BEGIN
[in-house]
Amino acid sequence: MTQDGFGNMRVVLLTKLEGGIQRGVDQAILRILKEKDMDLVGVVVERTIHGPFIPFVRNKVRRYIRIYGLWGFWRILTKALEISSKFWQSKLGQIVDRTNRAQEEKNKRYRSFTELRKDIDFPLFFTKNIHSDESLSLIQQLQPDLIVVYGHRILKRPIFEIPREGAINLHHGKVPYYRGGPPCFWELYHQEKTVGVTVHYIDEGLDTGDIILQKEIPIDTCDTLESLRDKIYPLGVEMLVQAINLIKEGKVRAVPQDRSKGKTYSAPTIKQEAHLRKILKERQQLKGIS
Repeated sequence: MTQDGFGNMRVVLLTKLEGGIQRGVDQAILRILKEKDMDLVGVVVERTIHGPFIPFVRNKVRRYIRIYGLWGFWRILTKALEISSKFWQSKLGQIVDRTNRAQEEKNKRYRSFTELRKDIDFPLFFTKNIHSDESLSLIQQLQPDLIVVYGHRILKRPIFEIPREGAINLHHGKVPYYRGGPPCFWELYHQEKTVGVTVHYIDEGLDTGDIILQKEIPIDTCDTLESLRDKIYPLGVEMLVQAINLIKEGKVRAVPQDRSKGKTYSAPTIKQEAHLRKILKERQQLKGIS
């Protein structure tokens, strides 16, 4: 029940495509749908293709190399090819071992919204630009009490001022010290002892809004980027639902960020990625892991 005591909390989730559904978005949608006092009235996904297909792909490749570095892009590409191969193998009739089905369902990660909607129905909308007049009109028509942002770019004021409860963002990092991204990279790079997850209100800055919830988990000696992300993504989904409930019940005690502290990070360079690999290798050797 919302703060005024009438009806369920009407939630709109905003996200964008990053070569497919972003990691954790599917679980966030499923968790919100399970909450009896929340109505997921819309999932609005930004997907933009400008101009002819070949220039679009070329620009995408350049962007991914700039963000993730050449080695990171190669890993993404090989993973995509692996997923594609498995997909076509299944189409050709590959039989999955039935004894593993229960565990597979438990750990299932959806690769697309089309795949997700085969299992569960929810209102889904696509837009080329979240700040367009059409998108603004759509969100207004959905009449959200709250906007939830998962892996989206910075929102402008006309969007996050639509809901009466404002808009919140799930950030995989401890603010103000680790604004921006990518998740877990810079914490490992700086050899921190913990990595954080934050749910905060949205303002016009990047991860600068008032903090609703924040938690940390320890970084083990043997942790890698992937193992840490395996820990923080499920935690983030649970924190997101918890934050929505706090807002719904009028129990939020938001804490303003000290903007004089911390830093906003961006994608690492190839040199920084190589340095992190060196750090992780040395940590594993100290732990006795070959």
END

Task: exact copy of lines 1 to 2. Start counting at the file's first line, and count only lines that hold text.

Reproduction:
[in-house]
Amino acid sequence: MTQDGFGNMRVVLLTKLEGGIQRGVDQAILRILKEKDMDLVGVVVERTIHGPFIPFVRNKVRRYIRIYGLWGFWRILTKALEISSKFWQSKLGQIVDRTNRAQEEKNKRYRSFTELRKDIDFPLFFTKNIHSDESLSLIQQLQPDLIVVYGHRILKRPIFEIPREGAINLHHGKVPYYRGGPPCFWELYHQEKTVGVTVHYIDEGLDTGDIILQKEIPIDTCDTLESLRDKIYPLGVEMLVQAINLIKEGKVRAVPQDRSKGKTYSAPTIKQEAHLRKILKERQQLKGIS